The Risks of Nonprofit NIL Collectives
As NIL continues its march through the world of collegiate athletics, we must be reminded of just how wide ranging its impact can be. This is especially true as NIL collectives grow in number and size.
An NIL collective is generally made to create business relationships for student athletes. They pool funds from a wide array of donors to help arrange contracts, do promotional activities and perform other functions that help facilitate NIL deals.
In some cases, these entities are establishing themselves as nonprofits. The James Moore collegiate athletics team has been speaking out on NIL collectives organizing as charities.
“We work hard to educate universities and their respective athletic departments to make sure they’re not caught by surprise,” said Katie Davis, a partner at James Moore. She further addressed the firm’s interest and outreach regarding NIL-related topics.
“Whether it’s the taxability of NIL earnings on athletes or the tax status of the NIL collectives formed, we recognize the tax reporting burden itself does not fall on the university,” she said. “But we also see the importance of protecting the best interests of college athletes and the consequences of a snafu causing a negative headline that will be tied to the university.
She explained further that their concern is about regulatory and public perception risks of NIL collectives established as 501(c)(3) organizations.
“If NIL collectives choose to go that route, they need to be aware of the additional regulatory burdens — including availability of IRS filings to the public and the public’s response to donors taking tax deductions to pay athletes large sums of money, she said. “As more states allow schools to be involved with NIL deals, schools could be more closely tied to the collectives, even if they’re not directly operating them. We want to make sure universities and the collectives have considered all of these items prior to formation of the collective.”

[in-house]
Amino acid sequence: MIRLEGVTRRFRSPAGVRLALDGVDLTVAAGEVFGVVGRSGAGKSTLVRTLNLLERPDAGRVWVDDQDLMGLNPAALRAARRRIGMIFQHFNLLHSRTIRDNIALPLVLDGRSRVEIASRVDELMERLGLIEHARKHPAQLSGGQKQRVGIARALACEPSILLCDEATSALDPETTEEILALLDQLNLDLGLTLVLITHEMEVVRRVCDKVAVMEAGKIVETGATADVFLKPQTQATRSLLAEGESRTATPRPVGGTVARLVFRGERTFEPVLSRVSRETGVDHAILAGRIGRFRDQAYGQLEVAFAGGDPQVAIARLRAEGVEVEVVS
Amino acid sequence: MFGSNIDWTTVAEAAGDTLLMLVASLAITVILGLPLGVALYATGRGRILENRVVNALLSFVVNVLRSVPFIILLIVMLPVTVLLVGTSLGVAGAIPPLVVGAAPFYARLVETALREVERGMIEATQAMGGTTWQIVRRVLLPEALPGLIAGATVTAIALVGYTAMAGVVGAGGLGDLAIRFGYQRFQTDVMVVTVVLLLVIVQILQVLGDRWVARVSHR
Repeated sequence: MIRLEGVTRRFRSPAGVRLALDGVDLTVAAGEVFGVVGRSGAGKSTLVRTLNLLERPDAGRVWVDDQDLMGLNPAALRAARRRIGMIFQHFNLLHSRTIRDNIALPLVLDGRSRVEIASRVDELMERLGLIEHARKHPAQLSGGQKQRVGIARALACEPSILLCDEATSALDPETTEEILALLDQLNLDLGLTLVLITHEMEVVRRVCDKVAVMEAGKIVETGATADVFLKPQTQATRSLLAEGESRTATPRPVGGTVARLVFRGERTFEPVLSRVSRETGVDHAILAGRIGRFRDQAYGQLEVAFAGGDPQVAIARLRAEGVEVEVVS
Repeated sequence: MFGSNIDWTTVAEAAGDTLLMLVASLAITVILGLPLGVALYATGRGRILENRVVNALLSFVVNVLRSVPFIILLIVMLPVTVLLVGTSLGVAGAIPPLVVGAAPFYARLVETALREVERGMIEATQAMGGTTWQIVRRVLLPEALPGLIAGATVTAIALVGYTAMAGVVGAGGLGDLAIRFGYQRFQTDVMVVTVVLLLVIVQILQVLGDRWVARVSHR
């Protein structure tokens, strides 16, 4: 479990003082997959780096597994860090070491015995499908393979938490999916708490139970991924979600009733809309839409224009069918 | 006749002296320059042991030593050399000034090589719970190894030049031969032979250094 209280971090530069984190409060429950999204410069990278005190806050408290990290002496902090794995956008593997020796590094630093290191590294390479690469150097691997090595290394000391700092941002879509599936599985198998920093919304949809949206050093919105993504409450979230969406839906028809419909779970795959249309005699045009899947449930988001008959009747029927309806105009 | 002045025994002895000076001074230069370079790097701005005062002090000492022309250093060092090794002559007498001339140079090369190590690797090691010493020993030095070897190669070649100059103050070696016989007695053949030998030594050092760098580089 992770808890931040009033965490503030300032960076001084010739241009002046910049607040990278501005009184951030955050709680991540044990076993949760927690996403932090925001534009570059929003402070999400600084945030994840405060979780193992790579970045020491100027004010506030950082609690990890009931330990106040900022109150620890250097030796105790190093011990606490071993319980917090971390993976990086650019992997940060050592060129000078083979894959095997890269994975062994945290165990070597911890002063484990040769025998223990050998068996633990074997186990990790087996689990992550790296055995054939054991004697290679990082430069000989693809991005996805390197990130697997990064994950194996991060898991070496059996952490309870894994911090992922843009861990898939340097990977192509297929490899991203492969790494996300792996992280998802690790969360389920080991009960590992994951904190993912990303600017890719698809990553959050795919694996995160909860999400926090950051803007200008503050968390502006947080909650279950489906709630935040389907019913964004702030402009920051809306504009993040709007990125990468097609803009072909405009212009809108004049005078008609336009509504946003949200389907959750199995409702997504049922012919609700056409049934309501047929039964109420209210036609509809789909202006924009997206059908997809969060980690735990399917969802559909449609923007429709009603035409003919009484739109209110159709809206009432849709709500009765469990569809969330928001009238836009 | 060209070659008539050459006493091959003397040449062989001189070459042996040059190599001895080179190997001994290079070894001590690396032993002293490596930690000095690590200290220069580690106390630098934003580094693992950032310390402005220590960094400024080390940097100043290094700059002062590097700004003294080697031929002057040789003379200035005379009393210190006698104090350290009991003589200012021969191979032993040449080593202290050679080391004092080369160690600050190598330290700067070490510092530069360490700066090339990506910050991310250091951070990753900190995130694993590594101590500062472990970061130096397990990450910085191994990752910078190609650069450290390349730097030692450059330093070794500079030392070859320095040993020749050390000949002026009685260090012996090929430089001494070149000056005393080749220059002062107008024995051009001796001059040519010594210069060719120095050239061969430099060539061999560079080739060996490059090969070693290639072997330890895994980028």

Fellow firm partner Ken Kurdziel, added a key piece of advice. “At a minimum, we recommend universities work with legal and tax counsel to draft an appropriate statement for the marketing materials and contribution receipts issued by the NIL collectives,” he said. “These materials would indicate that donors should seek advice from a tax professional regarding the deductibility of their donation as opposed to explicitly stating donations are tax deductible.”
Davis has recently been featured in multiple publications about this issue.
Extra Points with Matt Brown (link goes to a free registration page) questions whether NIL collectives should be organizing as nonprofits and whether they’ll be able to keep tax-exempt status. Katie also shared her thoughts on whether these collectives would meaningfully benefit from operating as a nonprofit. Specifically, she addressed annual regulatory requirements to retain tax-exempt status, public availability of information reported on 990 filings, and additional restrictions on collectives funded by just a handful of major donors.
Katie was also featured in the Business of College Sports NIL Collectives Insider (link goes to a paid registration page) offering in-depth advice about what NIL collectives need to know about organizing as a 501(c) tax-exempt entity. Advice she shared includes:
- Pros and cons of 501(c)(3) status
- Questions to have answered before pursuing designation
- Which collective model might best succeed as a charity
- Other options, such as 501(c)(6) designation
- Other issues to consider, such as unrelated business taxable income and excess benefit transactions.
“I highly recommend that athletics business officers and others collaborating with the NIL collectives subscribe to the NIL Collectives Insider put out by the Business of College Sports,” added Davis. “It includes great content that will help you stay informed on emerging issues from reputable sources.”
This information is not intended to be legal advice. You should consult your attorney and tax professionals before making any decisions.